Vietnam's garment and textile sector is exerting efforts to renovate its production methods so it could maintain its status as one of world's largets garment producers.

The move comes in the light of advantages offered by the Trans Pacific Partnership (TPP) and other free trade agreements that the country has entered into with regional trade blocs around the world.

Le Tien Truong, Vietnam Textile and Garment Group (Vinatex) General Director, said that after years of manufacturing, enterprises had gained much experience in manufacturing, management and labour.

This wealth of experience serves as a foundation for enterprises to shift to FOB (freight on board) and original design manufacturer (ODM) model, according to the general director.

Vinatex is determined to apply as soon as possible the ODM model, which will allow the company to define the chain linkage of dye-textile-garment and improve its business effectiveness index.

The group will review and improve operations to meet production targets for the domestic and international markets.

Nguyen Xuan Duong, Management Board Chairman of Hung Yen Garment Corporation Joint Stock Company, said that to be able to produce with the ODM model, concerned sectors such as textiles, garments and dyes had to develop at the same time.

However, the garment and textile sector was weak in three areas: product development, marketing and chain linkage. To develop the ODM model, businesses must overcome these weaknesses, especially marketing, as well as clarify targets for the sector and draft a material industry development plan.

Vietnam's garments exports in the first nine months of the year reached 18 billion USD, a 19-percent year-on-year increase, and its garment imports reached 11 billion USD, said the Ministry of Industry and Trade (MoIT). As a result, the sector achieved a 6.2-billion USD trade surplus.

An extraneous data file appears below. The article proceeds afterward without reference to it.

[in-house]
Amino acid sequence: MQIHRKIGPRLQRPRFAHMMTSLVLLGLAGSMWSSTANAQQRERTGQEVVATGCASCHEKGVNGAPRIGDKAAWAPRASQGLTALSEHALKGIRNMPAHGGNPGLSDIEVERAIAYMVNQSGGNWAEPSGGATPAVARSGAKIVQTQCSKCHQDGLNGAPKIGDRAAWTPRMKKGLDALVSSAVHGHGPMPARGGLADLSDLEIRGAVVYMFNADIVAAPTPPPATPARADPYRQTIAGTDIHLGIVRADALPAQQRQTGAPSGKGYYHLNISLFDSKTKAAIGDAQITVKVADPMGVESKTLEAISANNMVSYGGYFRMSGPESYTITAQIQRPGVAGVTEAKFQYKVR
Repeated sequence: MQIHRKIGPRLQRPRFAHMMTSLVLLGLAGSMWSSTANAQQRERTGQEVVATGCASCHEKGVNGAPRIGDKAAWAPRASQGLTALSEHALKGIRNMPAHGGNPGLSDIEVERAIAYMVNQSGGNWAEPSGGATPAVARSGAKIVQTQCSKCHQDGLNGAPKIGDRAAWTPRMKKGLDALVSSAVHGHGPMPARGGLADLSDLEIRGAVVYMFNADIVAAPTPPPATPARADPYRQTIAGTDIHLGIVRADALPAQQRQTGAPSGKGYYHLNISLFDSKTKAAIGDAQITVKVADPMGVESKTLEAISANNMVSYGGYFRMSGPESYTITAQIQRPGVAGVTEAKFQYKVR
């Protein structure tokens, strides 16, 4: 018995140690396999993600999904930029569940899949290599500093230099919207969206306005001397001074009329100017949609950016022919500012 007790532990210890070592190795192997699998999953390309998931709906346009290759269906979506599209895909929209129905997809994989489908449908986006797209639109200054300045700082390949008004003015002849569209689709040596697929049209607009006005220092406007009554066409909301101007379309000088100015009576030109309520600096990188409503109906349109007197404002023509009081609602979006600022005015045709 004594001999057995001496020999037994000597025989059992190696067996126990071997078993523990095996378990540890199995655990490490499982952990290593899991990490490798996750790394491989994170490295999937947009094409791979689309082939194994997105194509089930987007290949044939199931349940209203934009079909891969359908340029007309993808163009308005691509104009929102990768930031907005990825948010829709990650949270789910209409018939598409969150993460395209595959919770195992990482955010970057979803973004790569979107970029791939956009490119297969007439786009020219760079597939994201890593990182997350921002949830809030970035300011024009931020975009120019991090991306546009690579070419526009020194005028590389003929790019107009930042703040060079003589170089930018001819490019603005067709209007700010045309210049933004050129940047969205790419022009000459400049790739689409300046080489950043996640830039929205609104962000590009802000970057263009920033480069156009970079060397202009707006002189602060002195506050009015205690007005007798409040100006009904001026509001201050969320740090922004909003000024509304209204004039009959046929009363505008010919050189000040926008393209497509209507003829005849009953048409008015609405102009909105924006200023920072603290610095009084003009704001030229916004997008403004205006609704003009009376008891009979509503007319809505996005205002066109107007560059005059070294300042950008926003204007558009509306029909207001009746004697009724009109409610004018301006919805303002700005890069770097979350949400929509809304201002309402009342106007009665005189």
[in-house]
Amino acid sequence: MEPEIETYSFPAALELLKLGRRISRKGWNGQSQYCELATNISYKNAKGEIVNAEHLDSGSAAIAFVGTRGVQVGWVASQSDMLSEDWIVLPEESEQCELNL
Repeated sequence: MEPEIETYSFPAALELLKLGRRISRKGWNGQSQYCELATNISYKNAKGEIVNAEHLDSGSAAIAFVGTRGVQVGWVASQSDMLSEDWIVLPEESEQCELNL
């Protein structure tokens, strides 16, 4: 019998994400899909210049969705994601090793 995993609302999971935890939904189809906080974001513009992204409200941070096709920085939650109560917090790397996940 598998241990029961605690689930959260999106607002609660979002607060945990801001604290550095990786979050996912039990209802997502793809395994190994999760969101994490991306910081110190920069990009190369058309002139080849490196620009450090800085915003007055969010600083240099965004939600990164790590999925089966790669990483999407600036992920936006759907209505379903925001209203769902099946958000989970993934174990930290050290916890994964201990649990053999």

Dang Phuong Dung, General Secretary of the Vietnam Textile and Apparel Association (VITAS), said that in spite of the high export turnover, the added value remained modest.

This was attributed to sectoral dependence on imported materials, as the country could only provide 1 percent of demand for cotton and 20.2 percent of demand for textiles.

Although the sector could produce six million fibre bundles each year, only 30 percent of the fibre bundles could be used because quality remains below standard.

Participation in the global supply chain is considered passive, according to Dung. The sector is mainly focused on manufacturing processed products and lacks product model designers. Businesses that produce processed products are also passive in seeking and expanding markets.

Deputy Industry and Trade Minister Ho Thi Kim Thoa said the current world trend in garment included the development of a package supply chain and e-commerce trading, both of which remained a challenge to Vietnam.

In line with this, the MoIT last April approved a garment and textile development plan from 2020 to 2030 that aims to make the sector a key export industry and enable it to meet increasing domestic demand, create more jobs, enhance competitiveness and firmly integrate with the regional and international economy.

In the past few years, the sector has been relentless in improving the investment environment, granting preferential policies, expanding co-operation and luring capital.

Separate free trade agreements that Vietnam has entered into with the European Union and the Customs Union of Russia, Belarus and Kazakhstan, as well as the TPP, would serve as huge opportunities for the sector to further access world markets, added Thoa.-VNA